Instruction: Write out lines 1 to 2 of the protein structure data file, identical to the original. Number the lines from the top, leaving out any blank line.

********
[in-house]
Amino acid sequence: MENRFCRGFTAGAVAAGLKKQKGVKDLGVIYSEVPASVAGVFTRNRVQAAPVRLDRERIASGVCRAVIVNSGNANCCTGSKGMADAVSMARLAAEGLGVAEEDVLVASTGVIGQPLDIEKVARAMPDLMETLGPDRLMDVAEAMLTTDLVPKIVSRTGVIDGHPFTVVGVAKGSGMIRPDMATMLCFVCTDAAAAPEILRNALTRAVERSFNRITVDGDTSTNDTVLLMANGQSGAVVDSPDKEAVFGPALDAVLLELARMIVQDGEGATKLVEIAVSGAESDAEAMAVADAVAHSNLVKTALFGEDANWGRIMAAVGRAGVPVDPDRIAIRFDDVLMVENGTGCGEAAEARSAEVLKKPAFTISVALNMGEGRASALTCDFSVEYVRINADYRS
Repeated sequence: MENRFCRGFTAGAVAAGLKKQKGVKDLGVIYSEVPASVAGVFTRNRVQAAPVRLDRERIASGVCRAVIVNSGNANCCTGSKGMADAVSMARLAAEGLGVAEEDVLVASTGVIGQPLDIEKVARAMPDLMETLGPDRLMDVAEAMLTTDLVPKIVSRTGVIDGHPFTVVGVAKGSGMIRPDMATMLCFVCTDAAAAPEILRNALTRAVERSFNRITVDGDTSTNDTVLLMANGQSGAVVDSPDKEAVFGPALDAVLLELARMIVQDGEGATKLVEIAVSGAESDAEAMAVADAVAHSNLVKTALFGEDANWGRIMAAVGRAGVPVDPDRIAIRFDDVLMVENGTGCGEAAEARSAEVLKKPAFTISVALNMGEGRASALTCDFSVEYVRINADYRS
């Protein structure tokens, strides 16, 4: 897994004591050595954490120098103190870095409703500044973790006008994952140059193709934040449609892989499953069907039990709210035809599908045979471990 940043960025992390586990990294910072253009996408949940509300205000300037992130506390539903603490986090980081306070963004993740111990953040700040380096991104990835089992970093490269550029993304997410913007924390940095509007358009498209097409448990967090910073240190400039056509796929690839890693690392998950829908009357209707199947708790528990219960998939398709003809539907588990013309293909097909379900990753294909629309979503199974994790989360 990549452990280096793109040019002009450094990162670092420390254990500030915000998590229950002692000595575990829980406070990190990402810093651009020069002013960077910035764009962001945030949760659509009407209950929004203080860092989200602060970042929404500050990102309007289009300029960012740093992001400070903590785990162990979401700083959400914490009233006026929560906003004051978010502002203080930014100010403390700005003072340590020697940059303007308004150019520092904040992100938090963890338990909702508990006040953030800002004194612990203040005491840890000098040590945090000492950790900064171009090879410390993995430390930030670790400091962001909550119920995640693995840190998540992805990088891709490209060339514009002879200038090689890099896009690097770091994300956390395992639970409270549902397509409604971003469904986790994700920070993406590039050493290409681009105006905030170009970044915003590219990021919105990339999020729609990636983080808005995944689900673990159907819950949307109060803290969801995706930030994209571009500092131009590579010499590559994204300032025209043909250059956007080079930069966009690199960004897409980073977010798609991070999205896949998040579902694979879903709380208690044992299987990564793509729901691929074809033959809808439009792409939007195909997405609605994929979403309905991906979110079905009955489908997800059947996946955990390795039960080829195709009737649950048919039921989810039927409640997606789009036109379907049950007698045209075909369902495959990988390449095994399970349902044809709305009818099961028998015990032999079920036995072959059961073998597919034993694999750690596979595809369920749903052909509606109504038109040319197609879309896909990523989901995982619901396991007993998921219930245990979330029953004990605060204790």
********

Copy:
[in-house]
Amino acid sequence: MENRFCRGFTAGAVAAGLKKQKGVKDLGVIYSEVPASVAGVFTRNRVQAAPVRLDRERIASGVCRAVIVNSGNANCCTGSKGMADAVSMARLAAEGLGVAEEDVLVASTGVIGQPLDIEKVARAMPDLMETLGPDRLMDVAEAMLTTDLVPKIVSRTGVIDGHPFTVVGVAKGSGMIRPDMATMLCFVCTDAAAAPEILRNALTRAVERSFNRITVDGDTSTNDTVLLMANGQSGAVVDSPDKEAVFGPALDAVLLELARMIVQDGEGATKLVEIAVSGAESDAEAMAVADAVAHSNLVKTALFGEDANWGRIMAAVGRAGVPVDPDRIAIRFDDVLMVENGTGCGEAAEARSAEVLKKPAFTISVALNMGEGRASALTCDFSVEYVRINADYRS